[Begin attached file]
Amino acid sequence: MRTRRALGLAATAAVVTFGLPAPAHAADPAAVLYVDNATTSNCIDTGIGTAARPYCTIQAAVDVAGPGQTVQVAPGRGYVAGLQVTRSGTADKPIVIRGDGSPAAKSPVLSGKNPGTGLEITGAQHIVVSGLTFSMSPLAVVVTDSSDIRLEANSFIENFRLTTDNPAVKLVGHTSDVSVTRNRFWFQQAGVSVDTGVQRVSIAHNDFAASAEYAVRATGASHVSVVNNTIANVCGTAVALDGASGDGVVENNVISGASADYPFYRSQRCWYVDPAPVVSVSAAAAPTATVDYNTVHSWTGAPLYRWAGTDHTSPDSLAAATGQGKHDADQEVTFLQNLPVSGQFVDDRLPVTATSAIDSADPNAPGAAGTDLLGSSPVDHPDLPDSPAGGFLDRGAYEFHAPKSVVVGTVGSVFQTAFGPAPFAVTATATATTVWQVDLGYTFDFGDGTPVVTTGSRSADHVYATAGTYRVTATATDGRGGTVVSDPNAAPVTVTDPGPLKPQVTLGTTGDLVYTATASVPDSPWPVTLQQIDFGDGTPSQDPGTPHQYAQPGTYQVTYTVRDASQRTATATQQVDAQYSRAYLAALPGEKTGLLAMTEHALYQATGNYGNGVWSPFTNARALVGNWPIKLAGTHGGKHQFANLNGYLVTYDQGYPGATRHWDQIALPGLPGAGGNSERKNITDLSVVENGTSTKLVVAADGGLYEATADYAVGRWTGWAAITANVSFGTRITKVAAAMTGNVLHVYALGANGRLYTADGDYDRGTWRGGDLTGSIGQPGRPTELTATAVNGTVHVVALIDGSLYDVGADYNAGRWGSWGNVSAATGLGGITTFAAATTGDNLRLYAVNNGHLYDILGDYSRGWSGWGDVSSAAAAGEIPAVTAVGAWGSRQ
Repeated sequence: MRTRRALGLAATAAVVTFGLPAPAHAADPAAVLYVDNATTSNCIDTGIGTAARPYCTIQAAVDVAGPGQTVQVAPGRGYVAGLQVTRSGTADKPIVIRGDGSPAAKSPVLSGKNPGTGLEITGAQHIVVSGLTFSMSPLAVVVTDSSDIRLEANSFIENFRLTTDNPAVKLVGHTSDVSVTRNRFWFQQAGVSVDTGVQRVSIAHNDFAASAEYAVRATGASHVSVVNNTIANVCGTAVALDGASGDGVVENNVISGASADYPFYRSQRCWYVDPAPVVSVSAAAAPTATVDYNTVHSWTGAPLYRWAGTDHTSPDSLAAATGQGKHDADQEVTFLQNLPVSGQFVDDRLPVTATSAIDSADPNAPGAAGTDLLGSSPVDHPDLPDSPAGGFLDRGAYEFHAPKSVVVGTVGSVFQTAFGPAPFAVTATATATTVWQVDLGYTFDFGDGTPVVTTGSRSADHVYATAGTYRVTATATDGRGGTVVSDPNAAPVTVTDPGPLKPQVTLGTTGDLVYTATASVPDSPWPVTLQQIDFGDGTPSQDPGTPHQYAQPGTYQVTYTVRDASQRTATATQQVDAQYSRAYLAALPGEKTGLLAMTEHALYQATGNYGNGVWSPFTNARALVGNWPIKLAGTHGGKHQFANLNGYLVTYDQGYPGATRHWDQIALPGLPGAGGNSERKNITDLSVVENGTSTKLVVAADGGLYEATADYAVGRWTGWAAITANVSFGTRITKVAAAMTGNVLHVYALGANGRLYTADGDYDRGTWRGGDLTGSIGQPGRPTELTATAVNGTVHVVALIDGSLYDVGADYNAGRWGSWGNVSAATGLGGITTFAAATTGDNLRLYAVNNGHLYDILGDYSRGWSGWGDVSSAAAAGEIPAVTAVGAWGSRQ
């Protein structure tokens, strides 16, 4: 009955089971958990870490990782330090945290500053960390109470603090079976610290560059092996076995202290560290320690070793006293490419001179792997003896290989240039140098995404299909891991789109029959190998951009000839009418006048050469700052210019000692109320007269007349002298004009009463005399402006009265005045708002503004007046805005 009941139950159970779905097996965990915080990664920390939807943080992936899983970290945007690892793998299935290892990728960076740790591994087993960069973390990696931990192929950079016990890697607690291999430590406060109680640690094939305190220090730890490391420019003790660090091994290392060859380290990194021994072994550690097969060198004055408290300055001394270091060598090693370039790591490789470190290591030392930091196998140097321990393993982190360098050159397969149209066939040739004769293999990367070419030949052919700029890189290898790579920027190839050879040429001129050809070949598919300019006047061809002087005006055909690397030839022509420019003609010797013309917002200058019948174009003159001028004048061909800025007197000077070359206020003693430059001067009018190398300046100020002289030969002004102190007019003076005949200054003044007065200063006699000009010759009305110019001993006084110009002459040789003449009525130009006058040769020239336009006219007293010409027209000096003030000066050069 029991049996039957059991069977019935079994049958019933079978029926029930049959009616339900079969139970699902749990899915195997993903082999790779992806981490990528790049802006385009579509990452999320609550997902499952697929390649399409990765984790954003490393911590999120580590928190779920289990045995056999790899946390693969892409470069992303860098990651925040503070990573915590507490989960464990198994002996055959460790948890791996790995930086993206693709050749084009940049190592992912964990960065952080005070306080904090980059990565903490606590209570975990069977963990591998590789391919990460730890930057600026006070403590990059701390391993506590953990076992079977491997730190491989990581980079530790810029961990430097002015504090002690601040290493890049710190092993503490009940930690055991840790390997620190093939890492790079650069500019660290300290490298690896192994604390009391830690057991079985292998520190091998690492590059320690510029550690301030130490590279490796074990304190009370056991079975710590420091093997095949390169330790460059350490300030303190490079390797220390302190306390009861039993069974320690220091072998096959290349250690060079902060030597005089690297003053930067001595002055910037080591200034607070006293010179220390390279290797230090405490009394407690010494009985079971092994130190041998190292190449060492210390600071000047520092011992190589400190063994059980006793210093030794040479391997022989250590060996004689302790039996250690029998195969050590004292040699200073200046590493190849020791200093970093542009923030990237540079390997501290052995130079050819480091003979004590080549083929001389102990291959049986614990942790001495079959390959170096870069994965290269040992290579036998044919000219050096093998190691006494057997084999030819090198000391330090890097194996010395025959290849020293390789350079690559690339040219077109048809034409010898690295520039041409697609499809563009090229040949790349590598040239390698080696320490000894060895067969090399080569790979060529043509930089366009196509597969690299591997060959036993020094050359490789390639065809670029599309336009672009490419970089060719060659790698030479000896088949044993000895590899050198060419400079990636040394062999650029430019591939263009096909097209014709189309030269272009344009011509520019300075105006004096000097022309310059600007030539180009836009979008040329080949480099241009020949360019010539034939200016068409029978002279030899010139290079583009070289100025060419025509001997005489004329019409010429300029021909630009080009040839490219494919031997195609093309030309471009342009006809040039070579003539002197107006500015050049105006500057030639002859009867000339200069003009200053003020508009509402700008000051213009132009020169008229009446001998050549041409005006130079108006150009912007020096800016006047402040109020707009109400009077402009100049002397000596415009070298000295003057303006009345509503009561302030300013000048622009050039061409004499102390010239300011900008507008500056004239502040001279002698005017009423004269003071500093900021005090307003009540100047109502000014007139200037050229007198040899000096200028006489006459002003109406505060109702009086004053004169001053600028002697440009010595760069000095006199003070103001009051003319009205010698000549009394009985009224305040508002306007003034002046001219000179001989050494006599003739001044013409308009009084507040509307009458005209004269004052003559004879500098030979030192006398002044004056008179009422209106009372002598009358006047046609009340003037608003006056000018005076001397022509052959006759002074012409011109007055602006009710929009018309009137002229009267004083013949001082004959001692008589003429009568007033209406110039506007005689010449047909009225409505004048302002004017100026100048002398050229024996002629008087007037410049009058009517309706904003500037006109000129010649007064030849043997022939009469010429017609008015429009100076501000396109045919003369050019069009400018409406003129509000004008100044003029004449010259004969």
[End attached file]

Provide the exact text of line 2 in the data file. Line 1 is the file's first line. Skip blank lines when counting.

Repeated sequence: MRTRRALGLAATAAVVTFGLPAPAHAADPAAVLYVDNATTSNCIDTGIGTAARPYCTIQAAVDVAGPGQTVQVAPGRGYVAGLQVTRSGTADKPIVIRGDGSPAAKSPVLSGKNPGTGLEITGAQHIVVSGLTFSMSPLAVVVTDSSDIRLEANSFIENFRLTTDNPAVKLVGHTSDVSVTRNRFWFQQAGVSVDTGVQRVSIAHNDFAASAEYAVRATGASHVSVVNNTIANVCGTAVALDGASGDGVVENNVISGASADYPFYRSQRCWYVDPAPVVSVSAAAAPTATVDYNTVHSWTGAPLYRWAGTDHTSPDSLAAATGQGKHDADQEVTFLQNLPVSGQFVDDRLPVTATSAIDSADPNAPGAAGTDLLGSSPVDHPDLPDSPAGGFLDRGAYEFHAPKSVVVGTVGSVFQTAFGPAPFAVTATATATTVWQVDLGYTFDFGDGTPVVTTGSRSADHVYATAGTYRVTATATDGRGGTVVSDPNAAPVTVTDPGPLKPQVTLGTTGDLVYTATASVPDSPWPVTLQQIDFGDGTPSQDPGTPHQYAQPGTYQVTYTVRDASQRTATATQQVDAQYSRAYLAALPGEKTGLLAMTEHALYQATGNYGNGVWSPFTNARALVGNWPIKLAGTHGGKHQFANLNGYLVTYDQGYPGATRHWDQIALPGLPGAGGNSERKNITDLSVVENGTSTKLVVAADGGLYEATADYAVGRWTGWAAITANVSFGTRITKVAAAMTGNVLHVYALGANGRLYTADGDYDRGTWRGGDLTGSIGQPGRPTELTATAVNGTVHVVALIDGSLYDVGADYNAGRWGSWGNVSAATGLGGITTFAAATTGDNLRLYAVNNGHLYDILGDYSRGWSGWGDVSSAAAAGEIPAVTAVGAWGSRQ